All Time Low
In my eighth grade year I decided to try my hand at wrestling. Here’s the thing, I had never observed a wrestling match, learned any of the moves, and to add insult to injury, I just learned shortly before that the school possessed a wrestling team.
So I, extremely nervous, attended wrestling practice the first day and listened to the instructions for what wrestlers needed for the season, what we would we learn, and the introduction to the coaches. I’ll admit, I had no intimation on what I should do; I basically mimicked the moves of the other, more seasoned, veteran wrestlers. When that proved to no avail, I decided that I would just try my absolute hardest, learn the moves and technique taught to us, and see where that carried me too. After acquiring the new technique, I instantly fell in love with the sport. Here’s where it gets problematic, to be able to wrestle in matches one had to best the others in his weight class, and, needless to say, I could not.
I then conceived the idea of dropping from 208 to 189. It wouldn’t happen easily or instantly, but getting to test my skill and technique against other athletes from other schools wasn’t just a craving, but a necessity. After I conceived the plan, I consulted my coach and parents, and both agreed with my plan to get wrestling time. At the end of practice that day, my coach called me to the front, turned me around, and addressed the group of wrestlers, “This man here is now my man. He has committed his self to our team by deciding to lose weight and drop down to 189 so we do not have to forfeit the weight class every match.” The wrestlers then clapped and cheered and I, overjoyed with the support from my team, knew I choose the right path.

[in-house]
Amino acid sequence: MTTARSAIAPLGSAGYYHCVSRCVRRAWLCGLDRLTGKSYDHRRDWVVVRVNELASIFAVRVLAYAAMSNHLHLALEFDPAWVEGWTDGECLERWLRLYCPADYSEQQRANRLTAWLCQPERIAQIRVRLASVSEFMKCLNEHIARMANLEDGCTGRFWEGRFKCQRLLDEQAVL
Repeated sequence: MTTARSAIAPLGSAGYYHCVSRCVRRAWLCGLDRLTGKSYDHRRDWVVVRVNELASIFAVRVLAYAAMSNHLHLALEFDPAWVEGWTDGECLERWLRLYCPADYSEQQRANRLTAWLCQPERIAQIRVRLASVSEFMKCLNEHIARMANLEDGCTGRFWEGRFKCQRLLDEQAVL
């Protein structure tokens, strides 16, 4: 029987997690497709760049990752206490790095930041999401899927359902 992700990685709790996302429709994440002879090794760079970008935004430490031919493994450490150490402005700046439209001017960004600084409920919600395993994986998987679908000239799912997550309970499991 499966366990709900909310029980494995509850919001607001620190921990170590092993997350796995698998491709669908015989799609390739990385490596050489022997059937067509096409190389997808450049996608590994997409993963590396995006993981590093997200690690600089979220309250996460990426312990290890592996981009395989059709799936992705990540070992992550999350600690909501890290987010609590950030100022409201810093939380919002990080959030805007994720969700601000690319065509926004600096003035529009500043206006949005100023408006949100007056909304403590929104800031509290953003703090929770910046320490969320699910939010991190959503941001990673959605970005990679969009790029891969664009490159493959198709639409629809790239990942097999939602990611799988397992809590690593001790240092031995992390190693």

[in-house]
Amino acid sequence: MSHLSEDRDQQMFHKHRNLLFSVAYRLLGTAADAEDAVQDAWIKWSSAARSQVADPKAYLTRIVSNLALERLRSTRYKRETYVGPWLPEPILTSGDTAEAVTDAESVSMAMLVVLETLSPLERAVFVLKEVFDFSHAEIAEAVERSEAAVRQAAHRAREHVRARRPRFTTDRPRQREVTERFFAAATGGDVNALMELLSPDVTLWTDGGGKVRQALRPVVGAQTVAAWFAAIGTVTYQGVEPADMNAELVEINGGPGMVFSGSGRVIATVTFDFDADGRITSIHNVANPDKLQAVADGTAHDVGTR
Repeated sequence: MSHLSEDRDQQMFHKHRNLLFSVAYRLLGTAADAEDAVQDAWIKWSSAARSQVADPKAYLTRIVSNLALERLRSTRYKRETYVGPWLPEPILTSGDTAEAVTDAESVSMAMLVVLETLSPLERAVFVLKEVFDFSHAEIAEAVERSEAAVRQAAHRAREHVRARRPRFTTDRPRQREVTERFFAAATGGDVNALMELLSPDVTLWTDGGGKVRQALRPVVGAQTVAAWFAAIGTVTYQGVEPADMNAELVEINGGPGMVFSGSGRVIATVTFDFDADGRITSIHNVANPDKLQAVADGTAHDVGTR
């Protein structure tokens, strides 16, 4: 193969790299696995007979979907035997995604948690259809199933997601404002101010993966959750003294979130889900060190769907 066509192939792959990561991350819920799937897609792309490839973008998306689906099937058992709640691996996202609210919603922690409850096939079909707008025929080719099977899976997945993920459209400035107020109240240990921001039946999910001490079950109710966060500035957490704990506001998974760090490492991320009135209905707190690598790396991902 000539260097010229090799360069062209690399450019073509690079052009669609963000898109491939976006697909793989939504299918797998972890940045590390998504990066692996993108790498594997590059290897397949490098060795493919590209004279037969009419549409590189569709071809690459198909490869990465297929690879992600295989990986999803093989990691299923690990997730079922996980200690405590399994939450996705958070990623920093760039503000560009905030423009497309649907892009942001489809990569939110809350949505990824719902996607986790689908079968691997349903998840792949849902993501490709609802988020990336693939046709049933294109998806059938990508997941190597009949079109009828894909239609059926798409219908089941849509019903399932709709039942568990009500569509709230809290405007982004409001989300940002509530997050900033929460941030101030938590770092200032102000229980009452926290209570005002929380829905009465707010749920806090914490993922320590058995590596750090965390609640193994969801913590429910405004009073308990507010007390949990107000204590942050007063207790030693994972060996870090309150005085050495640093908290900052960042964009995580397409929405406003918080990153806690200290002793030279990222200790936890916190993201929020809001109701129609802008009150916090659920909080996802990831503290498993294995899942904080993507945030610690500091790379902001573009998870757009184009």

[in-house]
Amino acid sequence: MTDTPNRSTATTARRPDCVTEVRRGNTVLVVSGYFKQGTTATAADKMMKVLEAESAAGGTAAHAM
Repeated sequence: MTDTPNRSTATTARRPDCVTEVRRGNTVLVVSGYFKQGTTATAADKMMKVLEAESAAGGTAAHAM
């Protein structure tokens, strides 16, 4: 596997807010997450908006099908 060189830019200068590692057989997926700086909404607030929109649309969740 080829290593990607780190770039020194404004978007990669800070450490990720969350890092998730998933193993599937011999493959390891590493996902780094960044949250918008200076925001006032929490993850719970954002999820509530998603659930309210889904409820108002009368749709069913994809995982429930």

Three days later Christmas break came and no wrestling practice occurred during the break. I came back after the break only losing the minimal sum of three pounds. That did not deter me, nothing could now. I came to practice every day wearing the following: a hooded sweatshirt, sweat pants, a shirt under the hooded sweatshirt, a pair of athletic shorts under the sweat pants, and my underwear. I then started losing rapidly, two pounds, three pounds, sometimes even four pounds a week. This trend continued for about four or five weeks, until one day, the stupefying event occurred, I made it down to 189.
Staying at 189 turned out trickier than I originally thought. I weighed in everyday, still wore the sweatshirt, but I got the wrestling time I wanted. I still remember my first match for the team. I didn’t win it, but I’m so glad I got to wrestle. It was my last match and I had gone without winning a match the whole year, but that changed that day; for I not only beat, but pinned my opponent. This event triggered the realization that, like Dave DeRoo said, “Nothing in life worth having comes without sacrifice. Now, looking back at my season last year, I wouldn’t change a thing.”